It turns out that kids are not the only ones picky about vegetables. Fetuses between 32 and 36 weeks gestation can also appear to grimace over kale and smile for carrots, according to a small study out of the U.K. that examines how fetuses react to flavours.
The peer-reviewed paper, published in Psychological Science, looks at fetal chemosensory reactivity and found that fetal facial movements could be detected within 30 minutes of the parent taking just a single, 400 mg dose of powdered carrot or kale in a capsule, the equivalent of about 50g of raw vegetables. These facial movements together form expressions that appear like “laughter-face” or “cry-face”.
“We think that this repeated exposure to flavours before birth could help to establish food preferences post-birth, which could be important when thinking about messaging around healthy eating and the potential for avoiding ‘food-fussiness’ when weaning,” said lead researcher Beyza Ustun with Durham University’s Department of Psychology in a statement.
This is the first longitudinal study that suggests fetuses can detect chemosensory information through the foods consumed by the parent, the authors said.
“Results of this study have important implications for our understanding of the development of human oral and nasal chemoreception, including the nature and timing of behavioral reactions to prenatal flavour exposure, fetal engagement of memory for flavours,” researchers concluded in the paper.
“It could be argued that repeated prenatal flavour exposures may lead to preferences for certain flavour profiles … Future studies need to follow up with postnatal behavioural analyses to assess how prenatal flavour exposure can exert influences on postnatal food preferences in the short and long term.”
Previous studies have shown that most molecules can cross through the placenta and that the fetuses begin sensing their environment for the first time through the amniotic fluid. Earlier research examined changes in the flavor of the amniotic fluid after ingesting different foods, or measured reactions in babies after they were born.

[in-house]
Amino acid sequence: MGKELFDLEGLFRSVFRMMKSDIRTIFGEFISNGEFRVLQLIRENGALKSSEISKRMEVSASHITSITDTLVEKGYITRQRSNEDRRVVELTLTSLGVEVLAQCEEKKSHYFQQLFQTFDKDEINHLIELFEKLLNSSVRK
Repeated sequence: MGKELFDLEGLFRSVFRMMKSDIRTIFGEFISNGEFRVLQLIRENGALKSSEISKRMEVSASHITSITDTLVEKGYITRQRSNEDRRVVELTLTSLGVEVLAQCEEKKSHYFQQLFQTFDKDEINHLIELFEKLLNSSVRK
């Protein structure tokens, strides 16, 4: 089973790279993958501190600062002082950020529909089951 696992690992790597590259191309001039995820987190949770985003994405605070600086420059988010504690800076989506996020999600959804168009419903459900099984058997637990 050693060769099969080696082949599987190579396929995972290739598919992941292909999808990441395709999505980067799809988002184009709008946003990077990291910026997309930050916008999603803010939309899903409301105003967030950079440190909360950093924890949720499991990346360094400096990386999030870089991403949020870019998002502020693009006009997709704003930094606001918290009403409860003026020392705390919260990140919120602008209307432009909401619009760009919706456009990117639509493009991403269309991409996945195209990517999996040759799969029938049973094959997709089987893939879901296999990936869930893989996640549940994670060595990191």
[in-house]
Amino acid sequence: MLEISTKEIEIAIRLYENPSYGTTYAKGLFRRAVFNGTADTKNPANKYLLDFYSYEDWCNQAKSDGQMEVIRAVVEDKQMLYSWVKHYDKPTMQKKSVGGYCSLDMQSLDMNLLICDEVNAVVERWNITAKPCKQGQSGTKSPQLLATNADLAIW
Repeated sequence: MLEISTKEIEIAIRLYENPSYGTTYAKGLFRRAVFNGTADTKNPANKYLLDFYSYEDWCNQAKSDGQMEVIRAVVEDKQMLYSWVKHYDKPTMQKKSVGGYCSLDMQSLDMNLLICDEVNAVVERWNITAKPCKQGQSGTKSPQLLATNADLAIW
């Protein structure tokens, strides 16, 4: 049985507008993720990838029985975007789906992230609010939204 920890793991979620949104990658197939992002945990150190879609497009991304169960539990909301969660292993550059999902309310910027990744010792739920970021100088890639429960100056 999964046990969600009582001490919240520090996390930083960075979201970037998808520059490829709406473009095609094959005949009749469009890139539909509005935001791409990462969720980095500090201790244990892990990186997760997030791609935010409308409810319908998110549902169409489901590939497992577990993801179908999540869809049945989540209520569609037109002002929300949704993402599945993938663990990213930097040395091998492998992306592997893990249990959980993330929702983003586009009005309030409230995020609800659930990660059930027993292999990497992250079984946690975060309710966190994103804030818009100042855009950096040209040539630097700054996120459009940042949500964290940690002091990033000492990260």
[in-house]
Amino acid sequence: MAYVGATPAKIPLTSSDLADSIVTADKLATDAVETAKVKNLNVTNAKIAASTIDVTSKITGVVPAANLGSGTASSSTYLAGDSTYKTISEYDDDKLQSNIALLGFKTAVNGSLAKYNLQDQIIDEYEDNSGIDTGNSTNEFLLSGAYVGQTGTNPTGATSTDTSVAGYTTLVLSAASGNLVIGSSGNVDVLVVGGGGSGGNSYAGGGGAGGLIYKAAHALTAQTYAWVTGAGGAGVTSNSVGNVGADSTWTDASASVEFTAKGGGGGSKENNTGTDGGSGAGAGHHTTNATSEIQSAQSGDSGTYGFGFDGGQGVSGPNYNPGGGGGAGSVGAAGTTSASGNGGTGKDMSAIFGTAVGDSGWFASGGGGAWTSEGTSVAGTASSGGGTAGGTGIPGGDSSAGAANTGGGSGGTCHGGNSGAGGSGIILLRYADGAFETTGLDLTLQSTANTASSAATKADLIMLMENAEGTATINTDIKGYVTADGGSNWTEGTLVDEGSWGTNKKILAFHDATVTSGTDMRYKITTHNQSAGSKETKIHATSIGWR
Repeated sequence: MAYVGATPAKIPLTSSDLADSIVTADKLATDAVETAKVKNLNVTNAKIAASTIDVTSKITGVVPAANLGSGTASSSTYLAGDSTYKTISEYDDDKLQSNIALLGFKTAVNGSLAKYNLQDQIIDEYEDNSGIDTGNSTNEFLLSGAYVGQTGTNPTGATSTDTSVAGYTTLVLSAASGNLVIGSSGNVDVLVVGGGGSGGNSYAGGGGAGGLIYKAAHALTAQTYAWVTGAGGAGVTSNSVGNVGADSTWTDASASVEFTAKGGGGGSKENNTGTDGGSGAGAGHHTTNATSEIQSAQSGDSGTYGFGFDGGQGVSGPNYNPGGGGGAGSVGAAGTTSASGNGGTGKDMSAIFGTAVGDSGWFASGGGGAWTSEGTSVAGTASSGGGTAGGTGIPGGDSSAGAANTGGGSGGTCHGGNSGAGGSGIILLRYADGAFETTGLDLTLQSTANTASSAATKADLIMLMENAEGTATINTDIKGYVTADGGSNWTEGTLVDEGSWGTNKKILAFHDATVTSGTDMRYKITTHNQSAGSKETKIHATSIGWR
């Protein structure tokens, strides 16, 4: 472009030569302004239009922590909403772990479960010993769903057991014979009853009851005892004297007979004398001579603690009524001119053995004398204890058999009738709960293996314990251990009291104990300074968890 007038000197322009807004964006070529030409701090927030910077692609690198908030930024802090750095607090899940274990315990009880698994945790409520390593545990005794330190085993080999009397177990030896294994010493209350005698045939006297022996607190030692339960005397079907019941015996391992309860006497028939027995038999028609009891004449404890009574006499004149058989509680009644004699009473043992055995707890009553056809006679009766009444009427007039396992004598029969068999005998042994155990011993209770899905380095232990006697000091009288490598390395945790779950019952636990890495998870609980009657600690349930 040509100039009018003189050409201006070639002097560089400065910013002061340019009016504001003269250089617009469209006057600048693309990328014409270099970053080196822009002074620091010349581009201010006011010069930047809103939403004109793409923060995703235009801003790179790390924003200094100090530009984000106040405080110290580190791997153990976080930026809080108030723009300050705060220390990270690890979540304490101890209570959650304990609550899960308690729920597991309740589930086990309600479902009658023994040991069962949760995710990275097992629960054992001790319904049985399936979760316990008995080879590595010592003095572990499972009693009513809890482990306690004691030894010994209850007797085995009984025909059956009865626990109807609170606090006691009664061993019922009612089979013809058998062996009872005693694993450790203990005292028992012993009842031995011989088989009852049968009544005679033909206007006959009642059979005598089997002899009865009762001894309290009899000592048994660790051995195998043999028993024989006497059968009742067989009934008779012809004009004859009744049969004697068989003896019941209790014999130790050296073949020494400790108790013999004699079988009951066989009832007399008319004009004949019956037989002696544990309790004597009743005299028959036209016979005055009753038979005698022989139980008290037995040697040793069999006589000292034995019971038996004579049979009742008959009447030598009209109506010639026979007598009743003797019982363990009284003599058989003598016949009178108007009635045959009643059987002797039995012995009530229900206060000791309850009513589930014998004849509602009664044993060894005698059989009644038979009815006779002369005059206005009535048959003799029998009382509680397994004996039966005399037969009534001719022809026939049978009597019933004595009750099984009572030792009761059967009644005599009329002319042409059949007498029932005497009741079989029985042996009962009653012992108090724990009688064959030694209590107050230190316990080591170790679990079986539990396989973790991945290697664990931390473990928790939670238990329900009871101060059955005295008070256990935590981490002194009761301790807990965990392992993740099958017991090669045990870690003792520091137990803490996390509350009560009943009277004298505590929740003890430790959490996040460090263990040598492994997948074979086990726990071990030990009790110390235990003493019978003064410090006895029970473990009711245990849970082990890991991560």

One earlier study found that babies had less nose wrinkling, brow lowering and head turning behaviours and expressions over carrot flavoured cereals if they had been exposed to the flavour during the third trimester of pregnancy, compared to those who had not been exposed.
In the latest study, researchers found that, within a brief period, the flavours in the capsules were digested and absorbed into the bloodstream, then metabolized, reaching fetal chemoreceptors in about half an hour.
One hundred participants between the ages of 18 and 40 from northeast England were involved in the study from 32 to 36 weeks of gestation. Researchers measured the outcome by capturing frame-by-frame fetal facial movements through real-time 4D ultrasound recordings.
Researchers found that fetuses that were exposed to the kale flavour gave increasingly more complex “cry-face” expressions as they matured, like “lower-lip depressor,” “lip stretch,” and lip presser.” Those exposed to the carrot flavor generated more “laughter-face” expressions, but the movements did not become more complex over time. The study only looked at reactions of the fetuses and does not examine whether the reaction stems from actual enjoyment or dislike of the taste.
“This contrasting result can be explained by the anatomical substrate engaged in generating laughter-face and cry-face gestalts,” the authors explained, noting that the single movement of pulling the lip corner upwards is enough to make the “laughter-face” but several different facial movements are required to create the “cry-face” expression.
There are some limitations to the study, the authors noted. Information for the control group, which was not exposed to any flavours, could not be collected at the same frequency as those taking the capsules. Facial responses by the fetuses could also be influenced by the kinds of vegetables the parent consumed normally. Another variable that could have affected results is the genetic variations in bitter taste perception and sensitivity.
Researchers are now conducting a follow-up study with the same cohort after they were born to see if their acceptance of different foods were influenced by their experiences before birth.